Sugar output up 31% at 142.70L tonnes in 2020-21 till January 15, says ISMA

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19 January 2021, New Delhi, IN: The country’s sugar output rose by 31 per cent to 142.70 lakh tonnes in the first three-and-a-half months of the 2020-21 marketing year that started in October 2020, industry body ISMA said on Monday.

Sugar production in India, the world’s second-largest sugar producing country, stood at 108.94 lakh tonnes till January 15 of the 2019-20 marketing year (October-September). Indian Sugar Mills Association (ISMA) has projected the sugar output to increase by 13 per cent to 310 lakh tonnes in the 2020-21 marketing year on likely higher availability of sugarcane as against 274.2 lakh tonnes last year. Releasing the latest production update, ISMA said the country’s sugar output is higher by 33.76 lakh tonne so far this year as compared to last year’s production for the corresponding period.

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As many as 487 sugar mills were in operation as against 440 in the said period, it said. Sugar production in Uttar Pradesh, the country’s leading sugar producing state, remained slightly lower at 42.99 lakh tonnes till January 15 of this marketing year, as against 43.78 lakh tonne in the year-ago period because of reportedly lower cane yield and lower sugar recoveries in the state. The output in Maharashtra, the country’s second-largest sugar-producing state, rose to 51.55 lakh tonne from 25.51 lakh tonne in the said period. Similarly, the production in Karnataka, the country’s thirdlargest sugar-producing state, increased to 29.80 lakh tonne till January 15 of this year from 21.90 lakh tonne in the yearago period.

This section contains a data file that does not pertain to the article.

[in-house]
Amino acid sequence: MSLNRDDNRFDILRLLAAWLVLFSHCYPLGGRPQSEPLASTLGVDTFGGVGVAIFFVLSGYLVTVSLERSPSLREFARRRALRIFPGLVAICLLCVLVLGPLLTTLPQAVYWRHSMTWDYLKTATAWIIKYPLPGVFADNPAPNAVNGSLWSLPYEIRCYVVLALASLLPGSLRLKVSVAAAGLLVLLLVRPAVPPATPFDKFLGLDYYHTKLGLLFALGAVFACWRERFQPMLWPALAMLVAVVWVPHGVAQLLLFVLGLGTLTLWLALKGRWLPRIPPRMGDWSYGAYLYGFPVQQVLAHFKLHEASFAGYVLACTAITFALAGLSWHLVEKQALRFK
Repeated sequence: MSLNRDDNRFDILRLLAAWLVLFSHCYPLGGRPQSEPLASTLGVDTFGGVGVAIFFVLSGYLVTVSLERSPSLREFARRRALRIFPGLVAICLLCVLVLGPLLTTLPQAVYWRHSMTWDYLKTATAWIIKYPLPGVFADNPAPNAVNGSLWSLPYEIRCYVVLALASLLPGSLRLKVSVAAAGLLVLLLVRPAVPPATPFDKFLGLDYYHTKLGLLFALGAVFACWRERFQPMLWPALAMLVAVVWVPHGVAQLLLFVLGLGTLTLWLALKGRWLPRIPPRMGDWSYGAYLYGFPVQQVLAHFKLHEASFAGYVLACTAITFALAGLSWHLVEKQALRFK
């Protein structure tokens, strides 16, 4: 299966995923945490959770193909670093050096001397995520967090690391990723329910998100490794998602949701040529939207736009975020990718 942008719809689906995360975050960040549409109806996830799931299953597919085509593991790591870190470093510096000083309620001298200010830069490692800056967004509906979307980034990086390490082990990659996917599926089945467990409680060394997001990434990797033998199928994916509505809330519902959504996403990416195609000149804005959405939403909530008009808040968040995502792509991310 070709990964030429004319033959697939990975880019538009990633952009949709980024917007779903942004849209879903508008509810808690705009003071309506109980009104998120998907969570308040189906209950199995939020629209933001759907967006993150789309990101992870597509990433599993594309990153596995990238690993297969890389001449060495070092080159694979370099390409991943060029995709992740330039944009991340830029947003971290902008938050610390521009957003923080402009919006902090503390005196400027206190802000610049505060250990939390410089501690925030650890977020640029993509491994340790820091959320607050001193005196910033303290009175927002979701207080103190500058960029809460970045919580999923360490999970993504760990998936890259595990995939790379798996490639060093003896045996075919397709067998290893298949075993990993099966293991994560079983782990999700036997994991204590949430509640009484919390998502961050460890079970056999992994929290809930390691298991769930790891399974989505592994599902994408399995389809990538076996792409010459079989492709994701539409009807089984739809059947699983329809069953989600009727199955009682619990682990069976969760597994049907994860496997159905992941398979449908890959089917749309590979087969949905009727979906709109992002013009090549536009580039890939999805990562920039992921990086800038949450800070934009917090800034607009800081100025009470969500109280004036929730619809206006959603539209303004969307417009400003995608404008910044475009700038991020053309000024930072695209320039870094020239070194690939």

Production reached 4.40 lakh tonne in Gujarat, 1.15 lakh tonne in Tamil Nadu, while remaining states of Andhra Pradesh & Telangana, Bihar, Uttarakhand, Punjab, Haryana and Madhya Pradesh, Chhattisgarh, Rajasthan, Odisha have collectively produced 12.81 lakh tonne of sugar till January 15 of this year, ISMA said in a statement. On ethanol, ISMA said oil marketing companies (OMCs) have allocated about 309.81 crore litres for 2020-21 marketing year, including about 39.36 crore litres from damaged food grains and surplus rice. This would enable ethanol-petrol blending of 7-8 per cent, depending on the total fuel demand.

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